Post-Traumatic Stress Disorder in Caucasian Woman

Reason for Seeking Treatment

The client entered the treatment after being referred to by their brother, who has been observing the worrying behavior of his sister for several weeks.

Background Information

The client is a young Caucasian woman named Helen Right from the United States of America. Helen is not married and studying accounting and finance at a university. Two months ago, Helen was involved in a serious car accident that led to the death of both of her parents. After getting her driver’s license, Helen drove the car and showed her skills to her parents. Helen was not at fault because her car was hit by another driver. As a result of the event, Helen began to suffer from depressive symptoms and decided to avoid any social contact. Her brother is the only person she talks to, yet their communication is limited because Helen spends most of her time locked in her room.

History of the presenting complaint

There are several notable symptoms suffered by the client; the main one is that Helen has recurrent memories of the tragic event, which make her upset. As reported by Helen, she remembers every detail of the moment when another driver hit her car. Moreover, sometimes she experiences such memories simply when she sees or hears cars driving outside her house. Additionally, Helen gets occasional nightmares which are often related to the accident and in which she sees her happy parents sitting in the backseat. Essentially, the sight of cars outside her window causes her distress to rise, and she begins crying. During such moments, she does not want to talk to anyone, including her brother, and prefers to stay completely alone. Nevertheless, there are certain days when she manages not to think of the accident.

Although she cannot completely avoid remembering the accident in detail, Helen intentionally refuses to interact with cars in any way. As a result, her brother cannot drive her to the hospital because it becomes particularly stressful for Helen when she finds herself in a vehicle. Helene prefers not to talk extensively about her feelings, but according to her brother, she still blames herself for the death of her parents. At some point, Helen’s brother tried to explain to her that it was not her fault, and it seemed that she understood, yet the next day she continued to blame herself. Helen lost interest in all activities, including her education, and generally cannot experience any positive feelings. Helen reports having problems with her sleep and needs to take insomnia medication to help herself fall asleep.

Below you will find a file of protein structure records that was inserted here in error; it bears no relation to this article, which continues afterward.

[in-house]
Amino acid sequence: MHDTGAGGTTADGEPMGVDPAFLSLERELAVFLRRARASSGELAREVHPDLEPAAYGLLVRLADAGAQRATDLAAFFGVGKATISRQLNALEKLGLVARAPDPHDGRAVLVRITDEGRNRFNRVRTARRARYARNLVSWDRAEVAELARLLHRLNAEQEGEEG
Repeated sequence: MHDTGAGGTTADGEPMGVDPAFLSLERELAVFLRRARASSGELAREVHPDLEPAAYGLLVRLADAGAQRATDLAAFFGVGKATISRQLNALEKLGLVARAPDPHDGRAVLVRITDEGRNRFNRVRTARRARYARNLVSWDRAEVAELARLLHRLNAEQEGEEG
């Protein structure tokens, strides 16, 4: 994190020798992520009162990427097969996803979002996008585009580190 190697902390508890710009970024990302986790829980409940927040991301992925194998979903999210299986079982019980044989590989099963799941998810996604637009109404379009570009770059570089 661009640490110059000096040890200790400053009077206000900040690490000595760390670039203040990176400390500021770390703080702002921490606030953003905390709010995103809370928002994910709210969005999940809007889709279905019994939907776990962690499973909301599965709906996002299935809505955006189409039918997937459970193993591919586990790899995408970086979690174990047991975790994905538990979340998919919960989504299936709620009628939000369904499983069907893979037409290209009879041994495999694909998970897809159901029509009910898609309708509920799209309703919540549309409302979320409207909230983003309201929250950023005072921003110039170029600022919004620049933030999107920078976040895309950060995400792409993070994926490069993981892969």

She also needs to have light in her room since she has become afraid of the dark, especially at night. Helen has been having the aforementioned symptoms for more than one month. According to her brother, Helen became depressed after hearing the news about the death of her parents. The current state prevents her from engaging in any type of academic or occupational activity because she fails to do basic tasks requiring concentration.

Other pertinent information

As mentioned above, Helen was involved in a car accident, yet, unlike her parents, the young woman only suffered a mild concussion. Before the tragic event, Helen was a positive person who had many friends and a good relationship with her parents. Helen never had any problems with substance abuse and always tried to adhere to a healthy lifestyle. The only medication Helen takes is sleeping pills, and its dose is standard, one pill every time Helen has a problem falling asleep.


Based on the symptoms of Helen, reported by herself and her brother, Helen meets the DSM-5 (American Psychiatric Association, 2013) criteria for Post-Traumatic Stress Disorder (PTSD). In order to be diagnosed with the condition, the patient needs to have a traumatic experience which, in the case of Helen, was the car accident and the death of her parents (Nevid et al., 2021). Additionally, the patient needs to have recurring memory episodes of the traumatic event, which is also relevant for Helen since she often remembers the accident’s details and the moment prior to it. Moreover, Helen also has nightmares which are based on her experience of the accident. Another criterion of PTSD is avoidance which is also present in Helen’s case since she refuses to drive in a car (American Psychiatric Association, 2013). The blame on oneself is the next major criterion of PTSD, and it is visible in Helen’s behavior because she believes that it was her fault that her parents died. The fact that the symptoms have been affecting Helen for more than one month also proves the diagnosis.

Recommendations for Treatment

Since Helen’s case is clear, it is possible to develop a treatment plan which will address the condition of PTSD. Although there are several effective treatment options, Helen will be offered two options: cognitive-behavioral therapy (CBT) and eye movement desensitization and reprocessing (EMDR). The study by Khan et al. (2018) demonstrated that both interventions were equally effective in reducing the symptoms of PTSD, including anxiety and depression. Thus, CBT and EMDR will be the primary treatment methods for Helen.


American Psychiatric Association. (2013). Diagnostic and statistical manual of mental disorders (5th ed.) Arlington, VA: American Psychiatric Publishing.

Khan, A. M., Dar, S., Ahmed, R., Bachu, R., Adnan, M., & Kotapati, V. P. (2018). Cognitive behavioral therapy versus eye movement desensitization and reprocessing in patients with post-traumatic stress disorder: Systematic review and meta-analysis of randomized clinical trials. Cureus, 10(9), 1–17.

Nevid, J., Rathus, S., & Greene, B. (2021). Abnormal psychology in a changing world (11th ed.). Pearson.

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